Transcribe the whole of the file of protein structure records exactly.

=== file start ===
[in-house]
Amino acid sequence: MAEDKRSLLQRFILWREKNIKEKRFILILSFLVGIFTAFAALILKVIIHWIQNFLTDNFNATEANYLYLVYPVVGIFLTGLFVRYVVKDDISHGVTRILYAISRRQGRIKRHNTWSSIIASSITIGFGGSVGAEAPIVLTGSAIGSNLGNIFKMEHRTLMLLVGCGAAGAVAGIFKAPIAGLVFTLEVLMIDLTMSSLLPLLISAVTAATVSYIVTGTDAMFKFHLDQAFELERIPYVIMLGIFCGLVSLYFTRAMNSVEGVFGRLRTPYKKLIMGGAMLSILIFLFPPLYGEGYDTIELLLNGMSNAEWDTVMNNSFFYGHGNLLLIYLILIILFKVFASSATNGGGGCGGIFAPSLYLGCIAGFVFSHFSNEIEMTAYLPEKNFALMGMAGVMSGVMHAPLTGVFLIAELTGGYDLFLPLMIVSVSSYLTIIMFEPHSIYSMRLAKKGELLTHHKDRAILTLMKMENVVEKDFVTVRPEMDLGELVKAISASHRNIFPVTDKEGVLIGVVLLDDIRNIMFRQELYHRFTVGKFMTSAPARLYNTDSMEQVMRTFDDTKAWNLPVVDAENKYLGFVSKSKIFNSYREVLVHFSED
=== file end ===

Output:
[in-house]
Amino acid sequence: MAEDKRSLLQRFILWREKNIKEKRFILILSFLVGIFTAFAALILKVIIHWIQNFLTDNFNATEANYLYLVYPVVGIFLTGLFVRYVVKDDISHGVTRILYAISRRQGRIKRHNTWSSIIASSITIGFGGSVGAEAPIVLTGSAIGSNLGNIFKMEHRTLMLLVGCGAAGAVAGIFKAPIAGLVFTLEVLMIDLTMSSLLPLLISAVTAATVSYIVTGTDAMFKFHLDQAFELERIPYVIMLGIFCGLVSLYFTRAMNSVEGVFGRLRTPYKKLIMGGAMLSILIFLFPPLYGEGYDTIELLLNGMSNAEWDTVMNNSFFYGHGNLLLIYLILIILFKVFASSATNGGGGCGGIFAPSLYLGCIAGFVFSHFSNEIEMTAYLPEKNFALMGMAGVMSGVMHAPLTGVFLIAELTGGYDLFLPLMIVSVSSYLTIIMFEPHSIYSMRLAKKGELLTHHKDRAILTLMKMENVVEKDFVTVRPEMDLGELVKAISASHRNIFPVTDKEGVLIGVVLLDDIRNIMFRQELYHRFTVGKFMTSAPARLYNTDSMEQVMRTFDDTKAWNLPVVDAENKYLGFVSKSKIFNSYREVLVHFSED